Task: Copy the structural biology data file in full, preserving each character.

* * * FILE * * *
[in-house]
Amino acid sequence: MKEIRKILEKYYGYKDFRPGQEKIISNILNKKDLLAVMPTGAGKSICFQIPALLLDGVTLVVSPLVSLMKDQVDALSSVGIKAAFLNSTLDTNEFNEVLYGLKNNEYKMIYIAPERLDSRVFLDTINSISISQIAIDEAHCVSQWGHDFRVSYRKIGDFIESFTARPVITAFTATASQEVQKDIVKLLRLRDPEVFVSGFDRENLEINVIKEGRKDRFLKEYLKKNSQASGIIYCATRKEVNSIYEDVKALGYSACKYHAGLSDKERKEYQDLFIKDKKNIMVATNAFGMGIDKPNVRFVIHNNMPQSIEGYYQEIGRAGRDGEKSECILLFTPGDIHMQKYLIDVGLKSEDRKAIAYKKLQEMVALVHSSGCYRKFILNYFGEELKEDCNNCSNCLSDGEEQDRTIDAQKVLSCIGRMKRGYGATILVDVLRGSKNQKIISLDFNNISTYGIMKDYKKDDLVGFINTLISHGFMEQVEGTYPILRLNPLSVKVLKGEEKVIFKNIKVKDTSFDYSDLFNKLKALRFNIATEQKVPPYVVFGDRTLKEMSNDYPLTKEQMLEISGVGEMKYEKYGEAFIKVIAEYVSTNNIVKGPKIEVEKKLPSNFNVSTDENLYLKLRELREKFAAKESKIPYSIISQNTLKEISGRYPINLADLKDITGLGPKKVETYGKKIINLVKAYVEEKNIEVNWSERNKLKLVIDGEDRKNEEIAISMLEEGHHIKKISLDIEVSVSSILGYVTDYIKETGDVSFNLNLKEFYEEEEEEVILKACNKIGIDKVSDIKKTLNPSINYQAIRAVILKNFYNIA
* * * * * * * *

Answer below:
[in-house]
Amino acid sequence: MKEIRKILEKYYGYKDFRPGQEKIISNILNKKDLLAVMPTGAGKSICFQIPALLLDGVTLVVSPLVSLMKDQVDALSSVGIKAAFLNSTLDTNEFNEVLYGLKNNEYKMIYIAPERLDSRVFLDTINSISISQIAIDEAHCVSQWGHDFRVSYRKIGDFIESFTARPVITAFTATASQEVQKDIVKLLRLRDPEVFVSGFDRENLEINVIKEGRKDRFLKEYLKKNSQASGIIYCATRKEVNSIYEDVKALGYSACKYHAGLSDKERKEYQDLFIKDKKNIMVATNAFGMGIDKPNVRFVIHNNMPQSIEGYYQEIGRAGRDGEKSECILLFTPGDIHMQKYLIDVGLKSEDRKAIAYKKLQEMVALVHSSGCYRKFILNYFGEELKEDCNNCSNCLSDGEEQDRTIDAQKVLSCIGRMKRGYGATILVDVLRGSKNQKIISLDFNNISTYGIMKDYKKDDLVGFINTLISHGFMEQVEGTYPILRLNPLSVKVLKGEEKVIFKNIKVKDTSFDYSDLFNKLKALRFNIATEQKVPPYVVFGDRTLKEMSNDYPLTKEQMLEISGVGEMKYEKYGEAFIKVIAEYVSTNNIVKGPKIEVEKKLPSNFNVSTDENLYLKLRELREKFAAKESKIPYSIISQNTLKEISGRYPINLADLKDITGLGPKKVETYGKKIINLVKAYVEEKNIEVNWSERNKLKLVIDGEDRKNEEIAISMLEEGHHIKKISLDIEVSVSSILGYVTDYIKETGDVSFNLNLKEFYEEEEEEVILKACNKIGIDKVSDIKKTLNPSINYQAIRAVILKNFYNIA